THE FLAMING LIPS A whole lot of fun. Not much music.
J. Michelle Martin-Coyne

I WAS LATE to the Flaming Lips party all three times. The first was their early acid-punk era, which was essentially over by the time I heard their 1993 album Transmissions from the Satellite Heart as a teen, finding it both loveable and beguilingly strange.

The second time was following the release of 1999's The Soft Bulletin; the record had been out for a good many months before I got around to listening to it. I remember being irritated by Bulletin's preponderance of synthesizers over the gloriously chunky guitars of Satellite Heart even as I agreed with its rave reviews: this was unique and deeply moving music, dealing with multi-instrumentalist Steve Drozd's heroin addiction with unabashed positivity.

The third time was not until the Flaming Lips became, sort of incredibly, one of the biggest live bands on the planet after the release of 2002's Yoshimi Battles the Pink Robots. Their concerts became more like love-ins than rock shows, with lead singer Wayne Coyne rolling atop the crowd inside a giant bubble, fake blood streaming down his face, an army of enthusiastic furries dancing on the sidelines. When I finally saw a show, it was as silly and enjoyable as I had been led to believe.

We're still safely within this third, confetti-strewn era of the Flaming Lips, and there's no reason to believe it won't last for the remainder of their career. Their live shows currently attract a crew of thrill-seekers looking for a (possibly drug-assisted) good time at the expense of virtually everything else, including meaningful music. Coyne should be commended for his commitment to putting on a spectacle—the man is more or less responsible for every last little onstage detail—but it seems clear that the Lips have stagnated musically. 2006's At War with the Mystics was marred by long stretches of tedium surrounding fan-baiting fare like the effervescently irritating "The Yeah Yeah Yeah Song." 2009's double album Embryonic, meanwhile, should have jumpstarted their creativity: Its harsher sound probably really frightened the ecstasy casualties in their fanbase, but the record felt unfinished, barren of any real content.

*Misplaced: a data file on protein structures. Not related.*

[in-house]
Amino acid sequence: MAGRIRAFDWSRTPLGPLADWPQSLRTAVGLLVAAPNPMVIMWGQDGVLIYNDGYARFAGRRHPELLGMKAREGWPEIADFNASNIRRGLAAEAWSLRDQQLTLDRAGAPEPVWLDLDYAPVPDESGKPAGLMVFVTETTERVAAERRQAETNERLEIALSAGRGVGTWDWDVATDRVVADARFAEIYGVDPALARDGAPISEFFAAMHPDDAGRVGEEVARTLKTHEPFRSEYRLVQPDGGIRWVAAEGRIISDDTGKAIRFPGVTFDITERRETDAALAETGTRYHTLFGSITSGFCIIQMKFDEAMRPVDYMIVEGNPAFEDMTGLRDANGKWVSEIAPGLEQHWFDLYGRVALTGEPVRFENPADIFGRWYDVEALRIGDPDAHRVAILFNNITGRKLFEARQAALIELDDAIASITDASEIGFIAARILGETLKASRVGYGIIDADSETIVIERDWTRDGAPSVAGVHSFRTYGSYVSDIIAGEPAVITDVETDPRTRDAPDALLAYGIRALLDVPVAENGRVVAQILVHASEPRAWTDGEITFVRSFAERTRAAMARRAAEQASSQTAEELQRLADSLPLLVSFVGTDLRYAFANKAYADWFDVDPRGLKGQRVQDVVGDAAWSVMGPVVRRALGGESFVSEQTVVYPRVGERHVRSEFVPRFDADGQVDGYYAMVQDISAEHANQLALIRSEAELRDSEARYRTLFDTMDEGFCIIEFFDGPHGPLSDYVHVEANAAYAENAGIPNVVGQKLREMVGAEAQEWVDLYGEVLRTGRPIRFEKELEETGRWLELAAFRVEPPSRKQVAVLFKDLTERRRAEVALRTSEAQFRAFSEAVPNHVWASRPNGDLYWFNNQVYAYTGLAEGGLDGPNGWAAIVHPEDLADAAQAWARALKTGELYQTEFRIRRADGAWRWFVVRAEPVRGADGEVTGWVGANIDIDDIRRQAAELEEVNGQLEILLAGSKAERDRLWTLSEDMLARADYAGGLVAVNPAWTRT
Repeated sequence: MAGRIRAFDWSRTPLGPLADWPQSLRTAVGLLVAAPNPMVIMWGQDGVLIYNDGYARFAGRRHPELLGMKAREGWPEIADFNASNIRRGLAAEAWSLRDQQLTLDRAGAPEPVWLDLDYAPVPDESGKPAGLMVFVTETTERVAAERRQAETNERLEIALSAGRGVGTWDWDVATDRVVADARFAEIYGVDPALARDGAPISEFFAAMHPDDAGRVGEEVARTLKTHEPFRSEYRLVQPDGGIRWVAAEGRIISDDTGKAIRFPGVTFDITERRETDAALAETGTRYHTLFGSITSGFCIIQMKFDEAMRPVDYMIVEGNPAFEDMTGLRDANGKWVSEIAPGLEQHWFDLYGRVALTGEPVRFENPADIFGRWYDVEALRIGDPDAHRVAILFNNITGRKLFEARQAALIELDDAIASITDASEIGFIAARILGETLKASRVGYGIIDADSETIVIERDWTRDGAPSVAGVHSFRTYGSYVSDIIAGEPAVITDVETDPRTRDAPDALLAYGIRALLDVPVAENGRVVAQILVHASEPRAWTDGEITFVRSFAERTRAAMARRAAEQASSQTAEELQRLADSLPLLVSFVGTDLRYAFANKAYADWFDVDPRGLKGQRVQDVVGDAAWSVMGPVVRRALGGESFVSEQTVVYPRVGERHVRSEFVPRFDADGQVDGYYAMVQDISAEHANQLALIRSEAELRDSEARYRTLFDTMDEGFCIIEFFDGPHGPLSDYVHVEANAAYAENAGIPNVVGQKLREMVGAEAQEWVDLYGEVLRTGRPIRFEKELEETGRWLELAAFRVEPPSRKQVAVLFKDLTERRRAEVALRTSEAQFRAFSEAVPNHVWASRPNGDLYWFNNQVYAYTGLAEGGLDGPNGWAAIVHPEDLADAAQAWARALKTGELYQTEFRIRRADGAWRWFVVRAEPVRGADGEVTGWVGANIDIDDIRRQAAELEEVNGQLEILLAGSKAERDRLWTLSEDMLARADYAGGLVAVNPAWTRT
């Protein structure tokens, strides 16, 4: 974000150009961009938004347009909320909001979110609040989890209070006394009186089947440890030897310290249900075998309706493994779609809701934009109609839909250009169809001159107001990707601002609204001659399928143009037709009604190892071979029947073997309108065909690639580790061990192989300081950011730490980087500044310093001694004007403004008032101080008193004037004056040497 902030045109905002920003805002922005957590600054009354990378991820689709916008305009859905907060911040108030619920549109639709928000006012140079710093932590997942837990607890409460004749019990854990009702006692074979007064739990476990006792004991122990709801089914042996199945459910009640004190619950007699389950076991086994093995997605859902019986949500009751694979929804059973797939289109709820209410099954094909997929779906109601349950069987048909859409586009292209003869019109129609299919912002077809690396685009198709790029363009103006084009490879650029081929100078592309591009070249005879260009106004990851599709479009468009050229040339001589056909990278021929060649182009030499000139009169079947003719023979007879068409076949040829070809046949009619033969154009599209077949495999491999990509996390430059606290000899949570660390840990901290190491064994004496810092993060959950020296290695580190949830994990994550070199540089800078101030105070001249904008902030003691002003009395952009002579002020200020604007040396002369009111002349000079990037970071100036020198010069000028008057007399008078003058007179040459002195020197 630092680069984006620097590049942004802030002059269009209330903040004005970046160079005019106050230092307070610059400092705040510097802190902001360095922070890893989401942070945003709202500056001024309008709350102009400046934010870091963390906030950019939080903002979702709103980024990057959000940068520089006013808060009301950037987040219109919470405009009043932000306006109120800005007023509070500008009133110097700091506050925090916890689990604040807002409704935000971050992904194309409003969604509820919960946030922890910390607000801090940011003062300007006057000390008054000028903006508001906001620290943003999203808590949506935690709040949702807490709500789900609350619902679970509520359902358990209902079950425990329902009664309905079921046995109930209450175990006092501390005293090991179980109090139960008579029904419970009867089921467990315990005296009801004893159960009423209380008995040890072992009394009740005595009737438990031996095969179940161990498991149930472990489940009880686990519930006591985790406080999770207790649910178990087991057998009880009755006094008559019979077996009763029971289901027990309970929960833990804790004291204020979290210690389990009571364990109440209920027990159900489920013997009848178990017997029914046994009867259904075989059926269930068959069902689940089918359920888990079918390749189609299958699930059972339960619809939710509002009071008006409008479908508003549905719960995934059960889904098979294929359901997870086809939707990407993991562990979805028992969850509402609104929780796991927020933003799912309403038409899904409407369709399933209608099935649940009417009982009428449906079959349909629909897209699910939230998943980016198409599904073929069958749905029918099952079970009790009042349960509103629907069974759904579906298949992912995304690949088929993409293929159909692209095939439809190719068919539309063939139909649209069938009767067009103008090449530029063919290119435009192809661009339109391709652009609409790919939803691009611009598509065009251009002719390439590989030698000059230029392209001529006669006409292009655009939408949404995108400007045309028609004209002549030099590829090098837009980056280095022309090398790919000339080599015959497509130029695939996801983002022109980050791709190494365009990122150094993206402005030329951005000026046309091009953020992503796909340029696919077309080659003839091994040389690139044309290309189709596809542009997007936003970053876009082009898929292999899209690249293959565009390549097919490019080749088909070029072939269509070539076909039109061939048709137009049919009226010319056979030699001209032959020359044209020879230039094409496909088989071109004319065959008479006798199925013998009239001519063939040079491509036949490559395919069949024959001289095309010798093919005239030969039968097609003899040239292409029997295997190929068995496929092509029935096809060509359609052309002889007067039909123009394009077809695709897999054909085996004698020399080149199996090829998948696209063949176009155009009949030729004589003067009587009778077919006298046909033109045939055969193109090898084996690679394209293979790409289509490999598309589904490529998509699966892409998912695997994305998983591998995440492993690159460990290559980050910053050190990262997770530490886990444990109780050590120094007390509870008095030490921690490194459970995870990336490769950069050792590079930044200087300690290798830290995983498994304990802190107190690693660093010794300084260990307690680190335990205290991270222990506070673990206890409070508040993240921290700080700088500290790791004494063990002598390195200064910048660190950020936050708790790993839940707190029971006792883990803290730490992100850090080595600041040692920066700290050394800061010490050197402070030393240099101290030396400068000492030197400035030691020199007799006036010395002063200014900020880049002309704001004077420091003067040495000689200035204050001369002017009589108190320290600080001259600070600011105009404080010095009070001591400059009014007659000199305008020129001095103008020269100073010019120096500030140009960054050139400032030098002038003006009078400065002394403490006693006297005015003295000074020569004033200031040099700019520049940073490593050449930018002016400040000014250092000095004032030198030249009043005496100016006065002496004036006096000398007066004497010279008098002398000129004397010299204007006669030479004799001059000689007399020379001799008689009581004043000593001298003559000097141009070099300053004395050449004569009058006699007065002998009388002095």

At the Sasquatch! Music Festival this year, the Lips performed The Soft Bulletin in full, and the party-hearty audience found its forlorn meanderings a total buzzkill. It also didn't help that the Lips, never a virtuosic powerhouse, didn't sound as if they remembered the album very well. Now it seems the Lips are trying to avoid making another album altogether. Their last full-length was a cover of Pink Floyd's Dark Side of the Moon, and if you can persuade me why such a record needs to exist, I will build you a house made out of chocolate. They've since released a couple EPs on flash drives embedded in gummy candy, which is not the work of people who are attempting to make music that people will actually listen to. The latest reports have them working on a six-hour song, and if you make a $100 donation to the Oklahoma Humane Society you'll be mentioned in the lyrics. (If you find yourself listening to this entire six-hour song, I implore you to reevaluate your life.)

I don't ever want to stop rooting for the Flaming Lips. Their story is one of the most incredible in American music, and their late-career success is downright heartwarming. But without any new songs to sing, each giant, confetti-filled balloon that bounces over their crowds becomes a hollow reminder that there's less and less to celebrate.